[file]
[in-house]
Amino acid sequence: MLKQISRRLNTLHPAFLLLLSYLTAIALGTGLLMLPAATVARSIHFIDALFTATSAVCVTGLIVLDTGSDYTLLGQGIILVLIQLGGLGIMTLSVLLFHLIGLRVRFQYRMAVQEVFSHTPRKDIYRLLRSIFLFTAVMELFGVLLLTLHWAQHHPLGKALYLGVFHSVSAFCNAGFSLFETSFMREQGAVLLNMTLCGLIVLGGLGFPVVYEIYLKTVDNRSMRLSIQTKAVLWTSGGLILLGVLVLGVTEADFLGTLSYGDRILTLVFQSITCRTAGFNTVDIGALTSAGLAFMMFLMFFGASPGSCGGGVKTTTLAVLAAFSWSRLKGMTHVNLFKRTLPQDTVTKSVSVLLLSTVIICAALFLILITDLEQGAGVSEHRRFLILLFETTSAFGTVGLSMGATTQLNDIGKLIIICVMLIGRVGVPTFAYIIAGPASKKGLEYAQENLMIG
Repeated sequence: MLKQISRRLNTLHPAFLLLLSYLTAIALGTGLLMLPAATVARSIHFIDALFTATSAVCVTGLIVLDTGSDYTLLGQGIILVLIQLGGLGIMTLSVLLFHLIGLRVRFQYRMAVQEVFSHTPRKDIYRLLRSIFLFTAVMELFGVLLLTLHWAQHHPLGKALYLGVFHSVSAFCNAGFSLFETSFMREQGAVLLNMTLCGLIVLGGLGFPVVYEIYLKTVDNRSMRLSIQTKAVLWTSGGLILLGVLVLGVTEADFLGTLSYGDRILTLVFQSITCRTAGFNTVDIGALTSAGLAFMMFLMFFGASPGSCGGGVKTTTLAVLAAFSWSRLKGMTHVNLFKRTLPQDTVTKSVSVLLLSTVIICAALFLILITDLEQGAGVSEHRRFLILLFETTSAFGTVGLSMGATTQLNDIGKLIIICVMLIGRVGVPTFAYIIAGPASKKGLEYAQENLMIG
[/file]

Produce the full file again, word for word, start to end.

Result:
[in-house]
Amino acid sequence: MLKQISRRLNTLHPAFLLLLSYLTAIALGTGLLMLPAATVARSIHFIDALFTATSAVCVTGLIVLDTGSDYTLLGQGIILVLIQLGGLGIMTLSVLLFHLIGLRVRFQYRMAVQEVFSHTPRKDIYRLLRSIFLFTAVMELFGVLLLTLHWAQHHPLGKALYLGVFHSVSAFCNAGFSLFETSFMREQGAVLLNMTLCGLIVLGGLGFPVVYEIYLKTVDNRSMRLSIQTKAVLWTSGGLILLGVLVLGVTEADFLGTLSYGDRILTLVFQSITCRTAGFNTVDIGALTSAGLAFMMFLMFFGASPGSCGGGVKTTTLAVLAAFSWSRLKGMTHVNLFKRTLPQDTVTKSVSVLLLSTVIICAALFLILITDLEQGAGVSEHRRFLILLFETTSAFGTVGLSMGATTQLNDIGKLIIICVMLIGRVGVPTFAYIIAGPASKKGLEYAQENLMIG
Repeated sequence: MLKQISRRLNTLHPAFLLLLSYLTAIALGTGLLMLPAATVARSIHFIDALFTATSAVCVTGLIVLDTGSDYTLLGQGIILVLIQLGGLGIMTLSVLLFHLIGLRVRFQYRMAVQEVFSHTPRKDIYRLLRSIFLFTAVMELFGVLLLTLHWAQHHPLGKALYLGVFHSVSAFCNAGFSLFETSFMREQGAVLLNMTLCGLIVLGGLGFPVVYEIYLKTVDNRSMRLSIQTKAVLWTSGGLILLGVLVLGVTEADFLGTLSYGDRILTLVFQSITCRTAGFNTVDIGALTSAGLAFMMFLMFFGASPGSCGGGVKTTTLAVLAAFSWSRLKGMTHVNLFKRTLPQDTVTKSVSVLLLSTVIICAALFLILITDLEQGAGVSEHRRFLILLFETTSAFGTVGLSMGATTQLNDIGKLIIICVMLIGRVGVPTFAYIIAGPASKKGLEYAQENLMIG